“No candidate has a realistic chance of forming a government that will have the confidence of the Knesset,” Rivlin said. But, he added, Netanyahu has a “slightly higher chance” of being able to.
“I have decided to entrust him with the task,” Rivlin said from Jerusalem. Netanyahu now has up to six weeks to try to cobble together a coalition during his trial.
The decision nudged forward the twin dramas over the country’s future and Netanyahu’s fate, giving Israel’s longest-serving premier a fresh chance to try to salvage his career.
A court ruling could be months or even years away. The proceedings are expected to take place up to three days a week, an embarrassing and time-consuming distraction that will shadow Netanyahu’s appeals to his rivals.
Netanyahu holds the most support — 52 seats — in Israel’s Knesset. But that is still short of a 61-seat majority. He is likely to use his powers of persuasion to try to lure a number of opponents, including a number of former close aides who have vowed never to serve under him again, with generous offers of powerful government ministries or legislative committees.
Parties representing 45 members supported Yair Lapid, while Yamina, with seven seats, nominated its own leader, Naftali Bennett. Three parties holding a total of 16 seats made no recommendation.
Rivlin’s decision merges questions of Netanyahu’s legal and political future in what’s perhaps the starkest political challenge of his career.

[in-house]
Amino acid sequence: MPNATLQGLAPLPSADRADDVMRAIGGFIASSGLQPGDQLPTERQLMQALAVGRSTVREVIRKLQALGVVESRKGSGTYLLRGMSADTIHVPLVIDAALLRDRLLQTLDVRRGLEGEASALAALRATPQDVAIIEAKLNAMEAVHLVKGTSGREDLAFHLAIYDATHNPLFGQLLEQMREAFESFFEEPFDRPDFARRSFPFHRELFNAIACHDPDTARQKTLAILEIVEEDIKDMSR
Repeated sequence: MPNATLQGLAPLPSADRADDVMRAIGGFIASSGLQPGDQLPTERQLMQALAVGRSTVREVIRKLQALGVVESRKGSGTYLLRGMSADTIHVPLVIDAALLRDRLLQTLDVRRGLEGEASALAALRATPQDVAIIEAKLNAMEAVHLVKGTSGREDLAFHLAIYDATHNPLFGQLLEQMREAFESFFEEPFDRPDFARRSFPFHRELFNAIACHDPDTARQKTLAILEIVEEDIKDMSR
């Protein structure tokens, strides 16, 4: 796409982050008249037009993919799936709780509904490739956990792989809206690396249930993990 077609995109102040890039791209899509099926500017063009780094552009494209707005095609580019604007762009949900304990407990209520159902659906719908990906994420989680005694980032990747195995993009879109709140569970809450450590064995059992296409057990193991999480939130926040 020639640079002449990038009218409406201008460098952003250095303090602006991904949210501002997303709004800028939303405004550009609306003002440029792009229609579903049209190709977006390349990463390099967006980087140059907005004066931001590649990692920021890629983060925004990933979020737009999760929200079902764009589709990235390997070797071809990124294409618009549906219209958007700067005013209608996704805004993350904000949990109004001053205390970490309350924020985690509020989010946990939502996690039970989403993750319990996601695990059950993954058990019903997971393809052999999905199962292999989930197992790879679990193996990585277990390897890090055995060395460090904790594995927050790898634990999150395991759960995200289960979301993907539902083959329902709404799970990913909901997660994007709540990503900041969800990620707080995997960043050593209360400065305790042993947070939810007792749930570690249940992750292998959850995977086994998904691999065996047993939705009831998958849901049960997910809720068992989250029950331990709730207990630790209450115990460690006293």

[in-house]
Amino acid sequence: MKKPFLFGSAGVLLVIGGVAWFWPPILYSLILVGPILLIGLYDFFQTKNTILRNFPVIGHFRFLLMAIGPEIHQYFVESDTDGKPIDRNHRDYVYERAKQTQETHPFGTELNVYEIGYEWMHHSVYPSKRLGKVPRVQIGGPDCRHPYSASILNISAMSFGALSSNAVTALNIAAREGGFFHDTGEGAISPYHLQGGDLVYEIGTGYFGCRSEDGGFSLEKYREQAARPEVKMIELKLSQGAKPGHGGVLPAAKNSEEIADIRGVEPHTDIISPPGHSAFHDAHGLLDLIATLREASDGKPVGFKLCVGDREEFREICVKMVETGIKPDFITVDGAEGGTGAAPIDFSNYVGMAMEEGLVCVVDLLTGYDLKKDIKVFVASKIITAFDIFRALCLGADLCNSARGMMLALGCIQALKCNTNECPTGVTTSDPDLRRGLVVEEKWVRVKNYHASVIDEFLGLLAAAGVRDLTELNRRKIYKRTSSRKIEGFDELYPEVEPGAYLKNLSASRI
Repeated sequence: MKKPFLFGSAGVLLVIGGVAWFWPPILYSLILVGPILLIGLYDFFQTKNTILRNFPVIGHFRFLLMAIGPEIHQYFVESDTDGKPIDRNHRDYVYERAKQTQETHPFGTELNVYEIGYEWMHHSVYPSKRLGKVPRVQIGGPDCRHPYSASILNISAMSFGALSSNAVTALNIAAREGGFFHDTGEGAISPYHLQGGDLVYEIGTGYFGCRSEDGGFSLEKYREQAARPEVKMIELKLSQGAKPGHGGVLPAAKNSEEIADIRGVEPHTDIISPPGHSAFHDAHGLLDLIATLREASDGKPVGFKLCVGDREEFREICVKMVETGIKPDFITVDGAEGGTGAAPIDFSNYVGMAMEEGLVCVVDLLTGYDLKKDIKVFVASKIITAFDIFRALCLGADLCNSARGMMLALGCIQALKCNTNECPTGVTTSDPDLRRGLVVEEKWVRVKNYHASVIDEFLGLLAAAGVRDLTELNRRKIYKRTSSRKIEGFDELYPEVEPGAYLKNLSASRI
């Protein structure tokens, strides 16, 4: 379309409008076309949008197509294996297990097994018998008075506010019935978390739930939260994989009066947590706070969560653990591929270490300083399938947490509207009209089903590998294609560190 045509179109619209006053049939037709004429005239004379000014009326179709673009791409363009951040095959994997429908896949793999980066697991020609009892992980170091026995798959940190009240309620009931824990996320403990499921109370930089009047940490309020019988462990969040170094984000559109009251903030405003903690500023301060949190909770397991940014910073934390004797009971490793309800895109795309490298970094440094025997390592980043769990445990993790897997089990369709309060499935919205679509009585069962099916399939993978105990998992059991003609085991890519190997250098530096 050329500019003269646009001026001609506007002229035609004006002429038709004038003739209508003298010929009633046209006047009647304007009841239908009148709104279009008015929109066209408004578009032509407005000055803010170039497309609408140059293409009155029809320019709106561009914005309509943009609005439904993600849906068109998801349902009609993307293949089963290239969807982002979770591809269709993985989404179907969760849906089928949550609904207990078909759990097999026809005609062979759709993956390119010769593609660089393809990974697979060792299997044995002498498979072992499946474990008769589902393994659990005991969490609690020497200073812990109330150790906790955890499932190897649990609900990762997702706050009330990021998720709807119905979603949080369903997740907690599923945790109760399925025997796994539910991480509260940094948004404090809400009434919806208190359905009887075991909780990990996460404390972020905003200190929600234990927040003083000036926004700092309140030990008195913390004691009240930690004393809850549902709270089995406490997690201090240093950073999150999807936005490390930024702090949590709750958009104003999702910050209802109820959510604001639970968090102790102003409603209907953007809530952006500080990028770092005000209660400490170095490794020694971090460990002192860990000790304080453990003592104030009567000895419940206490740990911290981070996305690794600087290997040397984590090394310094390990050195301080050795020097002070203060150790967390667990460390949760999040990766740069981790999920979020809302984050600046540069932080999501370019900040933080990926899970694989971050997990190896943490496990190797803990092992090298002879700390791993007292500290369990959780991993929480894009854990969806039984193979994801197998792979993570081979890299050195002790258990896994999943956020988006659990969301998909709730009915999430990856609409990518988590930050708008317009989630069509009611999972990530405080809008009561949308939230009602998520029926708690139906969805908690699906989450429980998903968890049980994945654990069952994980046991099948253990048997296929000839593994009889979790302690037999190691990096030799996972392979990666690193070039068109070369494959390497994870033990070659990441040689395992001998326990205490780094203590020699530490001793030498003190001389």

In court, he faces fraud, breach of trust and bribery charges in three separate cases. Proceedings resumed Tuesday, though the premier was not expected to appear in court.
A key witness on Monday cast Netanyahu as an image-obsessed leader who forced a prominent news site to help his family and smear his opponents.
Netanyahu denies all charges and in an nationally televised address accused prosecutors of persecuting him in an effort to drive him out of office.
“This is what a coup attempt looks like,” he said.
Monday’s court session focused on the most serious case against Netanyahu — in which he is accused of promoting regulations that delivered hundreds of millions of dollars of profits to the Bezeq telecom company in exchange for positive coverage on the firm’s popular news site, Walla.
Ilan Yeshua, Walla’s former chief editor, described a system in which Bezeq’s owners, Shaul and Iris Elovitch, repeatedly pressured him to publish favorable things about Netanyahu and smear the prime minister’s rivals.
The explanation he was given by the couple? “That’s what the prime minister wanted,” he said.